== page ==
The guns, the guns; of course, nobody spoke about them. Everyone talked about justice, rights, freedom. Everyone talked about the oppressive Terrorism Suppression Act, how it stifled protest; how it copied the terrorism laws of the USA, Canada and Australia which had been used against indigenous people; how its use by the Police was like the emergency powers they used against the Wharfies and the Springbok protesters. But nobody talked about the guns; nobody except the lovely woman to whom I was talking, who said there were only four of them. Only four, as if such a small number didn't matter. Perhaps I should have asked her how many guns it took to kill JFK; or perhaps I should have chosen a better example; but you get my point.
I expect most of the people there had never seen a gun in real life. I think most people who have no experience of guns fail to appreciate their essential nature, what guns are for. Guns are for killing. This seems bleeding obvious when you state it but it is a truth that is usually ignored. Hold a loaded gun in your hands and you can appreciate the ingenuity of its design and the skill of its maker, just as you could any other device; but you cannot escape the fact that you could point that particular device at someone and make him dead. Some of the people at that event should try holding guns sometime.
The people they support had four guns between them, four guns which could kill many more than four people. I am still baffled as to what cause in New Zealand is so just and so urgent that it could justify killing other New Zealanders. Of course the people that night talked of a secret police and of a police state; meanwhile the Police, practically the last unarmed police force in the world, rushed past in their cars to deal with aspects of the Saturday night drinking problem. Members of the Tuhoe tribe who had come up to town for the demo jeered; dickheads.
Of course, some are saying that these Tuhoe people have been treated dreadfully by the Police. The Police searched cars, searched a school bus, even searched a woman's underwear drawer. What infamy. If scenes like that had been included in Schindler's List, what would the Chief Censor have done? Some residents were so disturbed by the Police actions that they were moved to demand financial compensation. I bet that never happened in the Warsaw Ghetto.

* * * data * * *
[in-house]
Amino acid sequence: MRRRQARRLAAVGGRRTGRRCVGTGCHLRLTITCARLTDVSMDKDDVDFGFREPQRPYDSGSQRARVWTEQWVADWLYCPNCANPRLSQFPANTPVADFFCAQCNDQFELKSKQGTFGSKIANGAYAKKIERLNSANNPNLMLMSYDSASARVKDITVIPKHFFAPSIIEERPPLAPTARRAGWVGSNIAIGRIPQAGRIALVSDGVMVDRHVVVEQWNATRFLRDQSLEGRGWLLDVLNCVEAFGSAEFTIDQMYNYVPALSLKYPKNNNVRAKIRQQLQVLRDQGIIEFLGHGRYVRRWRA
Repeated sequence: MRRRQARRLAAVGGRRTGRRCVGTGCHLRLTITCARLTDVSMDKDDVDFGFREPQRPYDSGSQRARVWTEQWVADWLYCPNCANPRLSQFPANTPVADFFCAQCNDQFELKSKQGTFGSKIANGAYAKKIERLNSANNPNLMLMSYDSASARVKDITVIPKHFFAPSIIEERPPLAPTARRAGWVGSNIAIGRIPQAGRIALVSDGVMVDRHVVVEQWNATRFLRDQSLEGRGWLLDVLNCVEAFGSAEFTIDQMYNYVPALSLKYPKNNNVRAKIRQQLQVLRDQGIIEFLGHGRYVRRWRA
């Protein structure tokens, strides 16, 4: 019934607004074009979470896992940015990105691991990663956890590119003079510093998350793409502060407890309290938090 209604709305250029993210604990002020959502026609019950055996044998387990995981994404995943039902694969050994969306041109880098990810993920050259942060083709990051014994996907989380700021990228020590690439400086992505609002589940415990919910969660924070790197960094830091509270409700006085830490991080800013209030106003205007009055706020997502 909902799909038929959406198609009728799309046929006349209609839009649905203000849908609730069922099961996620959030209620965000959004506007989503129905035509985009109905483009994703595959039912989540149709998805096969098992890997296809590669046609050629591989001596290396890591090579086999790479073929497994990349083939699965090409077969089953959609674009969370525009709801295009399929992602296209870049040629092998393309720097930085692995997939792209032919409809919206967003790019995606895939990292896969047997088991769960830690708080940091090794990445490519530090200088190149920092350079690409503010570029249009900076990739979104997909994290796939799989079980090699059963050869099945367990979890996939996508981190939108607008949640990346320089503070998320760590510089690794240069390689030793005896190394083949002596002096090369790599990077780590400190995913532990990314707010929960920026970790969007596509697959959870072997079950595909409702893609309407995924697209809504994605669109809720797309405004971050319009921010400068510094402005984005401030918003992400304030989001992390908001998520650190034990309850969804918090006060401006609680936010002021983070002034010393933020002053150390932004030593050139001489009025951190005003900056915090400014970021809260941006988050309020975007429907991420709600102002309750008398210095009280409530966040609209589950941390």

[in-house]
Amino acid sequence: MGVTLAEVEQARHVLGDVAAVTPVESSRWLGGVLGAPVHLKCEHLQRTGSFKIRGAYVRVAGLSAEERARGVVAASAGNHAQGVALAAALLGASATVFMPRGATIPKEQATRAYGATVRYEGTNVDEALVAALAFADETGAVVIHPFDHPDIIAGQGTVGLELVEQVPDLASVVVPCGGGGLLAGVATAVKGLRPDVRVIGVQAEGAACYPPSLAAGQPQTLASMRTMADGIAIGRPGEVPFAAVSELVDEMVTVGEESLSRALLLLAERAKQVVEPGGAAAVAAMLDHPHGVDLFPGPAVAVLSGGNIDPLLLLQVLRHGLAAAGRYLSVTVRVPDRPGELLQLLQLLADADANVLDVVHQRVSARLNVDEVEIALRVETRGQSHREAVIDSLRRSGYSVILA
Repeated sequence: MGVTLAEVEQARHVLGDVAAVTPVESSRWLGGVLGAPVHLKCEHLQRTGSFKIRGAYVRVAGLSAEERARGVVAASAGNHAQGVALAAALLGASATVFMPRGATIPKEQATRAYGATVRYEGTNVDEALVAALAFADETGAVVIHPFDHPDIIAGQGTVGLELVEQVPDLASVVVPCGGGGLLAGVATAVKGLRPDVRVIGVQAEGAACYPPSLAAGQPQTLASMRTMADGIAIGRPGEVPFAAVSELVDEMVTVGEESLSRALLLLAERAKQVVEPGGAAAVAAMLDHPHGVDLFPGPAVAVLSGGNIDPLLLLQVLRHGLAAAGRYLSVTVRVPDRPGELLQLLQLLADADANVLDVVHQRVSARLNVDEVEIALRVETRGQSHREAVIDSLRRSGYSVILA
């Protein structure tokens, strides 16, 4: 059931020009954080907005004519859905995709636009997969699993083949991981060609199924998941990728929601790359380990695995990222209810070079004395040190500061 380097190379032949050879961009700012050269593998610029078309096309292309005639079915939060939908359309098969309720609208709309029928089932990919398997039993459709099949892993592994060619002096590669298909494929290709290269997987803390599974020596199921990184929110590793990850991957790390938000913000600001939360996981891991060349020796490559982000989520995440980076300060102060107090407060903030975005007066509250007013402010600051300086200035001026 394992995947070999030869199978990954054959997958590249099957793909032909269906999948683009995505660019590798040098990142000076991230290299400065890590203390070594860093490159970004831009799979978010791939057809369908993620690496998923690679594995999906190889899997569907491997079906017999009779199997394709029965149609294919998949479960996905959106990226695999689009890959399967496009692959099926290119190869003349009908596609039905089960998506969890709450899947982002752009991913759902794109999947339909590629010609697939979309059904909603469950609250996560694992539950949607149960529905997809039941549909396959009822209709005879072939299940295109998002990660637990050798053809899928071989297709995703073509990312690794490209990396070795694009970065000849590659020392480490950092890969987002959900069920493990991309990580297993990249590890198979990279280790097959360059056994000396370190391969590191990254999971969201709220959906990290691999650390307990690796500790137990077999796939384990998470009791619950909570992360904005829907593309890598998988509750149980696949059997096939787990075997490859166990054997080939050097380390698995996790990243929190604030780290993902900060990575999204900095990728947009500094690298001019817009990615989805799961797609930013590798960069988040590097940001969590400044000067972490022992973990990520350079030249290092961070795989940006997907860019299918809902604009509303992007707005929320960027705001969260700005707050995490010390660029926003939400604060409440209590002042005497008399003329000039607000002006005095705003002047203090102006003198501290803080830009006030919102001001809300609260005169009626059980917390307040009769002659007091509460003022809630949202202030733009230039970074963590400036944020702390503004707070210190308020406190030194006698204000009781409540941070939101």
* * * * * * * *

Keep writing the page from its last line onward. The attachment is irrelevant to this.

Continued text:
Rarely have I heard so much twaddle spoken about so few. A bunch of people who planned to kill other people have been caught. Many people of the left, faced with the enormity of the fact that some of their mates wanted to be murderers, have reacted with knee-jerk radicalism: its all about civil rights, oppression, institutional racism, fascist police state... waa, waa waa. No it fucken isn't. Its about killers. Omar Hamed might be a wanker; and he is. Tame Iti might be a really creative visual artist; and he isn't. What unites them is that they are people who are prepared to kill or assist others in killing to achieve their ill-considered political aims.
The people who are huffing and puffing about civil rights might like to think about what might happen if some of those on that other demo, the tory protest, got the means and got the motion to do some terrorism. Perhaps they might like to think what it was like in Italy during the Seventies. Italy had the so, so, glamorous Brigate Rosse, who strove to increase the revolutionary consciousness of the proletariat by killing bank clerks. And then, to match the Red, Italy had the Black: the Fascists (yes, real ones, not the imaginary villains of the suburban leftie imagination) who blew up Bologna railway station, killing proles and bourgeois together. I wonder if, should some of those tories decide to defend freedom of speech by doing some killing, anyone will be holding a benefit night of interpretative dance for their civil rights.